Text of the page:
Taglines: …love that burns fast but lasts forever…
Marc (Michel Piccoli) recruits Alex (Denis Lavant), son of his former, now dead colleague. Alex is a card shark with a big dream to go out to the world and leave his own mark. His determination leads him to break up with his girl friend, Lise (Julie Deply). Alex initially refuses to help Marc and Hans for their “job” of stealing the culture of new drug.
But Anna’s (Juliette Binoche) charm and beauty were irresistible. Alex joins the elders. Alex’s dance to David Bowie’s Modern Love illustrates unfolding emotions of young Alex moving into an adult (graying if not dying) world. The interplay among the generations, between genders, among social classes, memory and hopes, all played against black and white and occasional red back drop. Anna’s cobalt blue robe punctuates the moment when Alex confesses his love for her.
Mauvais Sang, also known as The Night Is Young, is Leos Carax’s second film. Released in 1986, the film played at the 37th Berlin International Film Festival before being nominated for 3 César Awards and winning the Prix Louis-Delluc. The film had 504,803 admissions in France. The title refers to the eponymous poem by Arthur Rimbaud in A Season in Hell.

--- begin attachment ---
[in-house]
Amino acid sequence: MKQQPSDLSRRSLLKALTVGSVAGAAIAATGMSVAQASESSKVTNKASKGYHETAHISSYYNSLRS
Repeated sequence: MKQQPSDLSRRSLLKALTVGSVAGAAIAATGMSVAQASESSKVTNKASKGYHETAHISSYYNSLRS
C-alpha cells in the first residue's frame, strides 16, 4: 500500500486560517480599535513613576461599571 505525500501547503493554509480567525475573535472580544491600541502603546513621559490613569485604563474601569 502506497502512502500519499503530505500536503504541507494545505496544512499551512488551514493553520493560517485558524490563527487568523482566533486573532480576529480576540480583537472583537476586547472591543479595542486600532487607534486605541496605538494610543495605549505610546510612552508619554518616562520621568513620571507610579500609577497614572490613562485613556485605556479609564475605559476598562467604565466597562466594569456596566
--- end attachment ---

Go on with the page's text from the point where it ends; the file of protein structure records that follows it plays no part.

Review for Mauvais Sang
Mauvais Sang saw Leos Carax thrillingly channeling some of the energy of his two greatest influences, the more intellectual Jean-Luc Godard and the more spiritual Robert Bresson. The enfant terrible, who once wrote film reviews under the editorship of Serge Daney at Cahiers du Cinéma, has always been something of a chameleon, and much like his close collaborator and on-screen alter ego, acrobat-turned-actor Denis Lavant, he possesses an impressive emotional agility that allows him to mimic different sensibilities. Carax and Lavant intuit and pantomime rather than reason and construct, and as such Mauvais Sang sometimes feels irrational and erratic, though never less than rapturous.